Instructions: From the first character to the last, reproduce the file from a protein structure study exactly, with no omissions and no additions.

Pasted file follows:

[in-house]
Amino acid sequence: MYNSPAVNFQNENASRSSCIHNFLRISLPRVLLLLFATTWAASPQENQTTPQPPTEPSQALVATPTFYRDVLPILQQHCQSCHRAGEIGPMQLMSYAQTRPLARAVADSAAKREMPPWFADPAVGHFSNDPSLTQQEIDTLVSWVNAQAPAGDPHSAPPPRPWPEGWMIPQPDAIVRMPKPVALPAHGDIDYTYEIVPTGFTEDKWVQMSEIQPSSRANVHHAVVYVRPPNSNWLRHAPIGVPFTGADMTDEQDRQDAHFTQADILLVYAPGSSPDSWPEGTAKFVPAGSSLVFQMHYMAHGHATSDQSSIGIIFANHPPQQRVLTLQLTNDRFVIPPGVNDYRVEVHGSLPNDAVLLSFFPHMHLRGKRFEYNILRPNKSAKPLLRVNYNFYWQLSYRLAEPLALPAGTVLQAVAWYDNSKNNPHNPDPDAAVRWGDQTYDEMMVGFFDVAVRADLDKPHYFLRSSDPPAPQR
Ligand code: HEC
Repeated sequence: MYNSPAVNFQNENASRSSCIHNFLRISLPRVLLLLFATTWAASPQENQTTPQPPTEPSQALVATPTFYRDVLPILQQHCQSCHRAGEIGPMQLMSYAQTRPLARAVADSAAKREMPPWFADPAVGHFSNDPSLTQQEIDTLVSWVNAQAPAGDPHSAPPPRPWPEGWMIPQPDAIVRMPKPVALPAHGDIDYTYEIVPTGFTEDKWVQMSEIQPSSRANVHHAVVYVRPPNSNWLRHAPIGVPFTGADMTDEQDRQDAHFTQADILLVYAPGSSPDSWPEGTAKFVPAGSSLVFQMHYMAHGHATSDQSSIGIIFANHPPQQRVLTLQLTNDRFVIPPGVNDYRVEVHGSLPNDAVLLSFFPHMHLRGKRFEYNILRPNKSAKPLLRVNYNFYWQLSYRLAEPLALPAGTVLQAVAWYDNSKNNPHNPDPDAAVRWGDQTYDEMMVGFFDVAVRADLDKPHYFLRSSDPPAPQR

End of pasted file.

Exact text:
[in-house]
Amino acid sequence: MYNSPAVNFQNENASRSSCIHNFLRISLPRVLLLLFATTWAASPQENQTTPQPPTEPSQALVATPTFYRDVLPILQQHCQSCHRAGEIGPMQLMSYAQTRPLARAVADSAAKREMPPWFADPAVGHFSNDPSLTQQEIDTLVSWVNAQAPAGDPHSAPPPRPWPEGWMIPQPDAIVRMPKPVALPAHGDIDYTYEIVPTGFTEDKWVQMSEIQPSSRANVHHAVVYVRPPNSNWLRHAPIGVPFTGADMTDEQDRQDAHFTQADILLVYAPGSSPDSWPEGTAKFVPAGSSLVFQMHYMAHGHATSDQSSIGIIFANHPPQQRVLTLQLTNDRFVIPPGVNDYRVEVHGSLPNDAVLLSFFPHMHLRGKRFEYNILRPNKSAKPLLRVNYNFYWQLSYRLAEPLALPAGTVLQAVAWYDNSKNNPHNPDPDAAVRWGDQTYDEMMVGFFDVAVRADLDKPHYFLRSSDPPAPQR
Ligand code: HEC
Repeated sequence: MYNSPAVNFQNENASRSSCIHNFLRISLPRVLLLLFATTWAASPQENQTTPQPPTEPSQALVATPTFYRDVLPILQQHCQSCHRAGEIGPMQLMSYAQTRPLARAVADSAAKREMPPWFADPAVGHFSNDPSLTQQEIDTLVSWVNAQAPAGDPHSAPPPRPWPEGWMIPQPDAIVRMPKPVALPAHGDIDYTYEIVPTGFTEDKWVQMSEIQPSSRANVHHAVVYVRPPNSNWLRHAPIGVPFTGADMTDEQDRQDAHFTQADILLVYAPGSSPDSWPEGTAKFVPAGSSLVFQMHYMAHGHATSDQSSIGIIFANHPPQQRVLTLQLTNDRFVIPPGVNDYRVEVHGSLPNDAVLLSFFPHMHLRGKRFEYNILRPNKSAKPLLRVNYNFYWQLSYRLAEPLALPAGTVLQAVAWYDNSKNNPHNPDPDAAVRWGDQTYDEMMVGFFDVAVRADLDKPHYFLRSSDPPAPQR